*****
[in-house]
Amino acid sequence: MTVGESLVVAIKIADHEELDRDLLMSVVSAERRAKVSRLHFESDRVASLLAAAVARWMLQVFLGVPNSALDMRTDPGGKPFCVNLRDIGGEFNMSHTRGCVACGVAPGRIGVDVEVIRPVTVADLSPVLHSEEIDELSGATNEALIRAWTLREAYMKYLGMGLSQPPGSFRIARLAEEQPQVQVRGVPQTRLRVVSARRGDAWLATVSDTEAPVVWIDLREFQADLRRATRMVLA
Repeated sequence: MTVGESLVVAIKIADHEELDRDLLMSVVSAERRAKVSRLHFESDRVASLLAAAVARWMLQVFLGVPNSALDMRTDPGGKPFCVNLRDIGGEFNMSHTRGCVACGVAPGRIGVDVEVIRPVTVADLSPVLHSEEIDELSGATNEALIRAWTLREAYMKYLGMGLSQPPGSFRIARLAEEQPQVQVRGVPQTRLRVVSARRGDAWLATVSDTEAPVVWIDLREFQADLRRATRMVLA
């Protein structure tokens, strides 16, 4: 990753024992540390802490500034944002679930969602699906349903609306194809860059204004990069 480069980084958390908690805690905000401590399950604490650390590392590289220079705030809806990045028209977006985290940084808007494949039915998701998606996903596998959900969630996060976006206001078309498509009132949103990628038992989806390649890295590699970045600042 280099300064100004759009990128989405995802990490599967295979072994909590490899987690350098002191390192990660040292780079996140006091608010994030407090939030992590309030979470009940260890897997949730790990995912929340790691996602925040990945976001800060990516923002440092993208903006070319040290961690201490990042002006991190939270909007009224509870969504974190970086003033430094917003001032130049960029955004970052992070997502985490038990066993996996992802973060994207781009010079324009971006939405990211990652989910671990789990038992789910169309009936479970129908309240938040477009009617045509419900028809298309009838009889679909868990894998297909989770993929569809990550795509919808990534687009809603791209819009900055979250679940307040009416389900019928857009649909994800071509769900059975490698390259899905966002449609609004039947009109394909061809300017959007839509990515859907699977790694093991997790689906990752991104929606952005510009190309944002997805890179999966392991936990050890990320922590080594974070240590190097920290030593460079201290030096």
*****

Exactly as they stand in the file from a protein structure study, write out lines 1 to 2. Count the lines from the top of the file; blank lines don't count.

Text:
[in-house]
Amino acid sequence: MTVGESLVVAIKIADHEELDRDLLMSVVSAERRAKVSRLHFESDRVASLLAAAVARWMLQVFLGVPNSALDMRTDPGGKPFCVNLRDIGGEFNMSHTRGCVACGVAPGRIGVDVEVIRPVTVADLSPVLHSEEIDELSGATNEALIRAWTLREAYMKYLGMGLSQPPGSFRIARLAEEQPQVQVRGVPQTRLRVVSARRGDAWLATVSDTEAPVVWIDLREFQADLRRATRMVLA